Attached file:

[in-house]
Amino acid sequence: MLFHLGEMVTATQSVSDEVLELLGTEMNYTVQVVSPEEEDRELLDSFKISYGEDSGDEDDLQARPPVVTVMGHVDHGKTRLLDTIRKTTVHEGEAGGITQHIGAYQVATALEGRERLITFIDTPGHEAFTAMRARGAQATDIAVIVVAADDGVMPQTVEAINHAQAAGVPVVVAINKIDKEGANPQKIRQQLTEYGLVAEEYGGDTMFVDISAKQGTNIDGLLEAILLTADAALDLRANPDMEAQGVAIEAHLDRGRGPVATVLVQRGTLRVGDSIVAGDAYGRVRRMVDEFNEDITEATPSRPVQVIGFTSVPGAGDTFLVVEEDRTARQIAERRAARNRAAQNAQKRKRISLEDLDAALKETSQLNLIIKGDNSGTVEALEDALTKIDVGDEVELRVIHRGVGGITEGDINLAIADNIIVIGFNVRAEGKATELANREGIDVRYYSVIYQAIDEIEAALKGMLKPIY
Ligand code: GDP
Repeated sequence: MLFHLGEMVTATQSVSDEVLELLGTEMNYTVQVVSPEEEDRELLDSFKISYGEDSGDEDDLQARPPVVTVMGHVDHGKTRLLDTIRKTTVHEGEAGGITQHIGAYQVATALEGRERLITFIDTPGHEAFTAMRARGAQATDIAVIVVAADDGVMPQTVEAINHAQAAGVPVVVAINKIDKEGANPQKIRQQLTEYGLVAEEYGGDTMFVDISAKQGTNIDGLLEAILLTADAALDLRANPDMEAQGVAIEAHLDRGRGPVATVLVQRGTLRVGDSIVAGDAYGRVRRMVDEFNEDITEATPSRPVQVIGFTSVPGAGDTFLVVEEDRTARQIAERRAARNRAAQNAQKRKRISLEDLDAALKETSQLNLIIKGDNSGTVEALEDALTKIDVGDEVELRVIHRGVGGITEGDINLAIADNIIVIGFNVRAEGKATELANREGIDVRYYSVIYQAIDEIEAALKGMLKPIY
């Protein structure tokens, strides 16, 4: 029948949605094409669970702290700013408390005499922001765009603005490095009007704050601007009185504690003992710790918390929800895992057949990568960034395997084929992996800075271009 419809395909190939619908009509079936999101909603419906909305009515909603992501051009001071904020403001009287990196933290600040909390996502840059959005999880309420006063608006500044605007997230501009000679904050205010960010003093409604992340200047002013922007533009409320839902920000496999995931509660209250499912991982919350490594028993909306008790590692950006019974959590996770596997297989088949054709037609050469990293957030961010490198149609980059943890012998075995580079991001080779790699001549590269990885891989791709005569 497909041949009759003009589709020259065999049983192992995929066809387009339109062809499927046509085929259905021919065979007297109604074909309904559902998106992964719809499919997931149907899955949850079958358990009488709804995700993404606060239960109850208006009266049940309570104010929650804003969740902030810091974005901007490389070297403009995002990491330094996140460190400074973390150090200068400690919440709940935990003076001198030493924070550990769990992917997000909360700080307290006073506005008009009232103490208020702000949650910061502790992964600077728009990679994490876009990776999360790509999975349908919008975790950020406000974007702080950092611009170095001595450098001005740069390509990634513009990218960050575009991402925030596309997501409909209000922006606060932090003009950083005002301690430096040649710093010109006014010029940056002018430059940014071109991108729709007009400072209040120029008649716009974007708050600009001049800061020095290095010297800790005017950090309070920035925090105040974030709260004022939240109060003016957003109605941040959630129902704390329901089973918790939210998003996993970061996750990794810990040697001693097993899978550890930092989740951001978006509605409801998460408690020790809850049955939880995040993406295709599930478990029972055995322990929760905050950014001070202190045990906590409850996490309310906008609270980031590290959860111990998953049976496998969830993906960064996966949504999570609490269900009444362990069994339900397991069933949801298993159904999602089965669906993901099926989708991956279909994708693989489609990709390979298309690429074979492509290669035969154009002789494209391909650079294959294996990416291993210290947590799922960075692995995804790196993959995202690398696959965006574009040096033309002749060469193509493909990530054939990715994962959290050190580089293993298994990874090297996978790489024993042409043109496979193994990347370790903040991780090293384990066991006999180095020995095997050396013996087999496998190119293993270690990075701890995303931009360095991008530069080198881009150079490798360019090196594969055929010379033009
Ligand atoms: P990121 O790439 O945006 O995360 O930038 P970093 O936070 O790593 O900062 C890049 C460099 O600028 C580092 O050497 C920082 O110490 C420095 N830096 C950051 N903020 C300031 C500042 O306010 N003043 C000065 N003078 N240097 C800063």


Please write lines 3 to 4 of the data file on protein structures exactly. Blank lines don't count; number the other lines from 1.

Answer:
Ligand code: GDP
Repeated sequence: MLFHLGEMVTATQSVSDEVLELLGTEMNYTVQVVSPEEEDRELLDSFKISYGEDSGDEDDLQARPPVVTVMGHVDHGKTRLLDTIRKTTVHEGEAGGITQHIGAYQVATALEGRERLITFIDTPGHEAFTAMRARGAQATDIAVIVVAADDGVMPQTVEAINHAQAAGVPVVVAINKIDKEGANPQKIRQQLTEYGLVAEEYGGDTMFVDISAKQGTNIDGLLEAILLTADAALDLRANPDMEAQGVAIEAHLDRGRGPVATVLVQRGTLRVGDSIVAGDAYGRVRRMVDEFNEDITEATPSRPVQVIGFTSVPGAGDTFLVVEEDRTARQIAERRAARNRAAQNAQKRKRISLEDLDAALKETSQLNLIIKGDNSGTVEALEDALTKIDVGDEVELRVIHRGVGGITEGDINLAIADNIIVIGFNVRAEGKATELANREGIDVRYYSVIYQAIDEIEAALKGMLKPIY